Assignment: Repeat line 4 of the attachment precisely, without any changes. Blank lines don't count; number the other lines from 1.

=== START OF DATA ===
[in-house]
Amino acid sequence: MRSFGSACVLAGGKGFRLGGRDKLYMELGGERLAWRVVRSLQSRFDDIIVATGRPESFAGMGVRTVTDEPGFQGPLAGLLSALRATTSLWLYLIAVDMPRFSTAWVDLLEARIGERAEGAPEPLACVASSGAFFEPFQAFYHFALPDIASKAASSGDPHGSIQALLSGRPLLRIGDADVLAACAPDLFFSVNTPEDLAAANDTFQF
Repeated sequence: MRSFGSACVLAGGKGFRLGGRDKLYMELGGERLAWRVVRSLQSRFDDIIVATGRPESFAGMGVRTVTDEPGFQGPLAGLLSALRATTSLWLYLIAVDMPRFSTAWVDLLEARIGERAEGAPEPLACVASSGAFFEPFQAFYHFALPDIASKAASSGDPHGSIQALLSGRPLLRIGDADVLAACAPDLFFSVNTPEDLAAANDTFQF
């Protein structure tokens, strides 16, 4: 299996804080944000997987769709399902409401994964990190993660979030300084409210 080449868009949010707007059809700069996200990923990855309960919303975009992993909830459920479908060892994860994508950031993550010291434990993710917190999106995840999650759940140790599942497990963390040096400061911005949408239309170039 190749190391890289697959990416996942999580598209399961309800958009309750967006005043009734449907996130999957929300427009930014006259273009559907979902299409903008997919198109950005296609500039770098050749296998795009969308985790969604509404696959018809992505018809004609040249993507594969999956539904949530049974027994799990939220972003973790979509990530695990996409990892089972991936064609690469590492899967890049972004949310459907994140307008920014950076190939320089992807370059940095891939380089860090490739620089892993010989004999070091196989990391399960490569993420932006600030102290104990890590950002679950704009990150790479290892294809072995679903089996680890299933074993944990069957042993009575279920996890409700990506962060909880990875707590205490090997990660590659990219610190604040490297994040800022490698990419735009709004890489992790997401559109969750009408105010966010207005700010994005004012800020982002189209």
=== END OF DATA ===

């Protein structure tokens, strides 16, 4: 299996804080944000997987769709399902409401994964990190993660979030300084409210 080449868009949010707007059809700069996200990923990855309960919303975009992993909830459920479908060892994860994508950031993550010291434990993710917190999106995840999650759940140790599942497990963390040096400061911005949408239309170039 190749190391890289697959990416996942999580598209399961309800958009309750967006005043009734449907996130999957929300427009930014006259273009559907979902299409903008997919198109950005296609500039770098050749296998795009969308985790969604509404696959018809992505018809004609040249993507594969999956539904949530049974027994799990939220972003973790979509990530695990996409990892089972991936064609690469590492899967890049972004949310459907994140307008920014950076190939320089992807370059940095891939380089860090490739620089892993010989004999070091196989990391399960490569993420932006600030102290104990890590950002679950704009990150790479290892294809072995679903089996680890299933074993944990069957042993009575279920996890409700990506962060909880990875707590205490090997990660590659990219610190604040490297994040800022490698990419735009709004890489992790997401559109969750009408105010966010207005700010994005004012800020982002189209």